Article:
After my last post, I had a twitter conversation with @dhh about his talk and my reflections on it. I’m still not sure he understands that his talk wasn’t “weird-cool” like his example of _why, nor do I think it was an example of “weird-angry” that the Ruby community would disdain. Instead it is an alternate brand of weird, on the verge of weird-creepy — over the top for some, but merely boring and off-topic for me. I heard from one person via email that the keynote (and some panel I didn’t attend) caused a first-time RubyConf attendee to feel out of place at the conference — not likely to attend again. I didn’t get a sense of leaving in a huff, rather that this was a closed community with an in-crowd and a sense of humor not shared. I believe there a wide space between delightful and avant-guard experimentation in code and art, and the status quo of corporate America. However, David Hansson and others seem to fear that if they can’t use NSFW language and metaphor that soon we’ll all be wearing suits to RubyConf and the wild creativity of the Ruby community will be stifled. I think not.
I do believe Dave when he says that he sought to inspire…
Over twitter, he re-stated his thesis for me:
What does freedom mean with respect to code?
David referred to Maslow’s Hierarchy of Needs, suggesting that there is a parallel hierarchy of programming languages. I think assembly language should be considered the bottom of the pyramid, since it allows programs to survive using a primitive communication with the machine and agree that Ruby supports the top of the pyramid.
The top of the pyramid includes: morality, creativity, spontaneity, problem solving, lack of prejudice, acceptance of facts
- Open / Dynamic language (spontaneity and creativity)
- Strong support for and widespread practice of testing supports (lack of prejudice, acceptance of facts)
- Ruby Gems allows for experimenting with new versions of libraries
- rubygem.org and gem push (creativity, spontaneity)
The next level includes: self-esteem, confidence, achievement, respect of others, respect by others. These aspects are in some ways strongly supported by the community where there is technical support for publishing our work and strong systems of acknowledgment.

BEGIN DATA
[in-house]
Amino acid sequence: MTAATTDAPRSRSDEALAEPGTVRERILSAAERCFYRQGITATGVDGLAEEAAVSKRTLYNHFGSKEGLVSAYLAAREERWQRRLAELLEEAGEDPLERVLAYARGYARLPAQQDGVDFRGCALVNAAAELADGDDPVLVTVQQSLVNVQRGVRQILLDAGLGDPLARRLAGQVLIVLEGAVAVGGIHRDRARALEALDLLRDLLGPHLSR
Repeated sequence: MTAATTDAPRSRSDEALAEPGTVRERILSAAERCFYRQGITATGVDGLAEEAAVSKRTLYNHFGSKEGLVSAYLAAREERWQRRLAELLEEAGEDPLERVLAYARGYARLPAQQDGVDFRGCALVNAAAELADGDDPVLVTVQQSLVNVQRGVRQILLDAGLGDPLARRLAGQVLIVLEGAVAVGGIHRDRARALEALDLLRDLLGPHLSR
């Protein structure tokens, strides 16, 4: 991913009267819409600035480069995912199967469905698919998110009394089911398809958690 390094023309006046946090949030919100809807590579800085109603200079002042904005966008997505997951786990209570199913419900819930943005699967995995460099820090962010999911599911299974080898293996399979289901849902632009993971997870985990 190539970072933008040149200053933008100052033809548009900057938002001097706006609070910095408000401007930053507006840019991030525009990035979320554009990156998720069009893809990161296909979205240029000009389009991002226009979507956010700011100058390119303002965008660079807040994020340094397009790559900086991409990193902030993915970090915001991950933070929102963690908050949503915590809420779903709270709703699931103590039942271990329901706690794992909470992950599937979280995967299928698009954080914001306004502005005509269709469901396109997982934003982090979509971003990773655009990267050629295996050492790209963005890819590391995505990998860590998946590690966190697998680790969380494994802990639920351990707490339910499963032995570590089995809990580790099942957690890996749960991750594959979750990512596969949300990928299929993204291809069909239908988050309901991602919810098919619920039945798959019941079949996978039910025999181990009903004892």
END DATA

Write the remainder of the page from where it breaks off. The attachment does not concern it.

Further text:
- Ruby Gems
- Gem specification with author attribution
- rubygems.org download stats
- free for open source projects
- Blogging, Ruby Meetups, Regional Conferences: diverse venues and respect given to people who publish words as well as code, and who talk about their work
Where we still need work:
- respect by others: there is a difference between playful and juvenile, growing up doesn’t mean becoming like our parents, we can take responsibility for our actions and our impact on others and still have fun
- respect of others
- We’ve made great strides in the last year or two with the diversity of Ruby VMs to support various technical communities. Java, at times reviled by members of our community, can also now be appreciated for its JIT and other tools with JRuby. As Matz noted, diversity is tough, but worth embracing.
- We still need to do a lot of work on making Ruby work for people who run Windows. It is not particularly helpful to tell someone who wants to experiment with Ruby that they need to buy new hardware.
- Sexism and racism still exist. At its best, open source is a meritocracy. At worst, it is a white boy’s club. Go out of your way to not be that guy.
Defending Freedom of Code
I agree that the Ruby community uses the freedom of the Ruby language to great benefit. As the community grows, we are in danger of settling into patterns established by our pundits or the conventions of last year’s gems (which reflect last year’s thinking). Each of us needs to understand the core principles by which we code and practice those, in order to retain our freedoms. I’d like to share some examples that would have worked better (for me) in the keynote, which could have been suitable replacements for what I felt were off-topic metaphors.
The Ruby test framework explosion in the past few years has been a bit overwhelming to many of us and was at first addressed by blog post tutorials and talks at meetups and conferences. Many Rubyists have also worked hard to support the freedom to use your test framework of preference. Here are some examples:
- Cucumber auto-detects and configures itself based on whether you have webrat or capybara installed
- Rails 3 has plug-in generators so that any test framework can generate its own tests for scaffold, model, etc.
- Rspec lets you configure what mocking library you want to use.
In general, Rubyists value freedom of choice. When we can easily experiment with different frameworks and libraries, we can make well-reasoned decisions without overly valuing the status quo. As software developers, we need to work hard to overcome inertia in order to move forward and continue develop great code year after year. A few more examples:
- Rack: allows us to mix and match web servers
- Rails 3 Routes can be any Rack endpoint, allowing us to mix Rails and Sinatra in the same web app (and potentially other frameworks)
I’d be interested in hearing about other examples of how Rubyists are using the flexibility and freedom that are inherent in the language to create an ecosystem that protects us from the inherent risks, defends those freedoms and promotes programmer happiness and creativity.